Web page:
It's baaack! The endless bid for oil.Oil has been rallying because of the weakness of the dollar and because of the specter of impending inflation. Or at least that is what I continue to hear. Yet in the last several sessions, the dollar has found some amazing strength, and gold, the best proxy for inflation, has come down quite a bit. So what is going on with oil? What's driving oil now? It's the endless bid. Goldman Sachs recently revised its oil targets for 2009 and 2010, raising its $52 target price for the near three months to $75. It gets worse, according to Goldman. Year-end targets for the crude barrel in 2009 were revised up to $85 and a $95 target was set for 2010. How do they come up with these figures? Goldman analysts cite increased demand. Yet there is absolutely no sign that demand is increasing, quite the contrary. Goldman argues that oil is rallying on expectations of increased demand along with similar expectations of recovering economies in the second half of '09 and into 2010. Even if this gargantuan leap of faith were true, why isn't natural gas, a perfectly wonderful and plentiful energy source, rallying as well? Why is it languishing at a mere $4s/mmBTU, while crude streaks ever higher? And how do those Goldman oil analysts even create these mythical target prices? It's so hard to gauge the strength of the endless bid. The endless bid is what I've begun to call the incessant, unrelenting and often unreasonable desire of investors to have exposure to oil. In commodity index funds, through ETFs and directly in futures markets, there is a renewed interest in having oil as a part of every investor's portfolio.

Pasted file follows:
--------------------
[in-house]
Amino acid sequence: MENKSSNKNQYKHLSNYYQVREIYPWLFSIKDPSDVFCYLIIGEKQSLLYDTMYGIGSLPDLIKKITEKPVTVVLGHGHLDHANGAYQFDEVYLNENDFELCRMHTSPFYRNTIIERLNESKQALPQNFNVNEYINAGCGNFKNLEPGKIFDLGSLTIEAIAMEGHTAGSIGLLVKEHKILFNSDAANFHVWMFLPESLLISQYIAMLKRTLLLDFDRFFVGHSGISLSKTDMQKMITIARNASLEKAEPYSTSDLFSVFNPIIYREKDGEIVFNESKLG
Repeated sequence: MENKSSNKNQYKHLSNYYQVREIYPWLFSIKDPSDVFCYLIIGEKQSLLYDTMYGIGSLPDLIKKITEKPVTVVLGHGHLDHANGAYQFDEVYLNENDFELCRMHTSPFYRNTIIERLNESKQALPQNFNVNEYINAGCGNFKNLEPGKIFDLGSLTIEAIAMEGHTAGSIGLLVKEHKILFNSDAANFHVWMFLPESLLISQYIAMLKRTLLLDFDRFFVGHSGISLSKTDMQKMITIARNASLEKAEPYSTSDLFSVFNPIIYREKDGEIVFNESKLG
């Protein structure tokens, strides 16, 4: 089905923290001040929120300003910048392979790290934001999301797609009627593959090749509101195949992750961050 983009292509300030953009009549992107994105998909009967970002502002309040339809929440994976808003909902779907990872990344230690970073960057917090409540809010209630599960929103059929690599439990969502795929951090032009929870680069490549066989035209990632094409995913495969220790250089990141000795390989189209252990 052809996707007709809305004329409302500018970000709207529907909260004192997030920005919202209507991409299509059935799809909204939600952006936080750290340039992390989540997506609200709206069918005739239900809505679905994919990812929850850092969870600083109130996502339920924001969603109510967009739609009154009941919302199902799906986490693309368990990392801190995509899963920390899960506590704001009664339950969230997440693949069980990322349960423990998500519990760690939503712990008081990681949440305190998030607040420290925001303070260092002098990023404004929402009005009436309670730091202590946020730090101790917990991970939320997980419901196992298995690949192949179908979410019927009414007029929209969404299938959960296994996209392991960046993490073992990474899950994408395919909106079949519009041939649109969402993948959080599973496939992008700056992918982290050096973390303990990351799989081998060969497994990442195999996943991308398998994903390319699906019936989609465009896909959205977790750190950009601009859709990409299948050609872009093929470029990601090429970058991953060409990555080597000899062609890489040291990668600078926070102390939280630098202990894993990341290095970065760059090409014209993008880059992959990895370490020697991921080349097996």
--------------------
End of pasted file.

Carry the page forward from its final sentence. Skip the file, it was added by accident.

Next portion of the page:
The oil market is a delicate market. Even more importantly, it is a relatively puny market. New York Mercantile Exchange crude oil futures, the most widely quoted, relied-upon price gauge for oil, have about 1.3 million contracts of open interest. The average price per barrel is about $70. Therefore, the entire notional value of crude oil traded on the Nymex is a little under $100 billion. That sounds like a lot. But not if you consider that the notional value (market capitalization) of even one oil company like Chevron ( CVX) is 40% more. The market cap for Exxon Mobil ( XOM) is 3.5 times more. Intuitively, we can expect that even a relatively little amount of new investment interest in oil futures is going to have a huge impact on the price. That's the endless bid. We saw the endless bid fuel the run-up in oil to $147 in July 2008. We saw the endless bid withdraw just as quickly in late 2008 and through February of 2009 with a resultant low of $32 a barrel. And now, it's baaack ... and makes any estimate of a target price for oil a total shot in the dark, a complete guess, practically unrelated to any economic forecasts or supply/demand estimates. And where will it end? It's an important question we'll save for the next column.